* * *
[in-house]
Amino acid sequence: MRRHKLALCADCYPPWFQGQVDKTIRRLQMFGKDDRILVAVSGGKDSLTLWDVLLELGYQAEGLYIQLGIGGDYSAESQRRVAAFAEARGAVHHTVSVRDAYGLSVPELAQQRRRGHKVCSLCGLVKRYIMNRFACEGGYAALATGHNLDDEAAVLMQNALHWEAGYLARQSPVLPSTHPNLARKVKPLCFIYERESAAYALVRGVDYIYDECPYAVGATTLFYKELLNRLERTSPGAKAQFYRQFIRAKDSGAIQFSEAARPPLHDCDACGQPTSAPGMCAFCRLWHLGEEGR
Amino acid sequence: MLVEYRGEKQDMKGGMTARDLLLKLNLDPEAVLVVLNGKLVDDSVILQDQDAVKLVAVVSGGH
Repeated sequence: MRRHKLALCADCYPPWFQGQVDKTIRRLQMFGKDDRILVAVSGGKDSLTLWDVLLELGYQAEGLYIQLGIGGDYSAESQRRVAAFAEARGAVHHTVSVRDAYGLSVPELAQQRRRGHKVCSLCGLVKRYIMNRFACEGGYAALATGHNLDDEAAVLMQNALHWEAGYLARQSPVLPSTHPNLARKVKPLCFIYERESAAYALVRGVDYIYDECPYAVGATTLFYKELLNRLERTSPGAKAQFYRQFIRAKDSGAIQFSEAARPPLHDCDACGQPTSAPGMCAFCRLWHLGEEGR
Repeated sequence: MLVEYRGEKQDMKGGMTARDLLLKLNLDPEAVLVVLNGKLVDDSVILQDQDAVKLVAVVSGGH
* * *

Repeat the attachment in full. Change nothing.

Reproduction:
[in-house]
Amino acid sequence: MRRHKLALCADCYPPWFQGQVDKTIRRLQMFGKDDRILVAVSGGKDSLTLWDVLLELGYQAEGLYIQLGIGGDYSAESQRRVAAFAEARGAVHHTVSVRDAYGLSVPELAQQRRRGHKVCSLCGLVKRYIMNRFACEGGYAALATGHNLDDEAAVLMQNALHWEAGYLARQSPVLPSTHPNLARKVKPLCFIYERESAAYALVRGVDYIYDECPYAVGATTLFYKELLNRLERTSPGAKAQFYRQFIRAKDSGAIQFSEAARPPLHDCDACGQPTSAPGMCAFCRLWHLGEEGR
Amino acid sequence: MLVEYRGEKQDMKGGMTARDLLLKLNLDPEAVLVVLNGKLVDDSVILQDQDAVKLVAVVSGGH
Repeated sequence: MRRHKLALCADCYPPWFQGQVDKTIRRLQMFGKDDRILVAVSGGKDSLTLWDVLLELGYQAEGLYIQLGIGGDYSAESQRRVAAFAEARGAVHHTVSVRDAYGLSVPELAQQRRRGHKVCSLCGLVKRYIMNRFACEGGYAALATGHNLDDEAAVLMQNALHWEAGYLARQSPVLPSTHPNLARKVKPLCFIYERESAAYALVRGVDYIYDECPYAVGATTLFYKELLNRLERTSPGAKAQFYRQFIRAKDSGAIQFSEAARPPLHDCDACGQPTSAPGMCAFCRLWHLGEEGR
Repeated sequence: MLVEYRGEKQDMKGGMTARDLLLKLNLDPEAVLVVLNGKLVDDSVILQDQDAVKLVAVVSGGH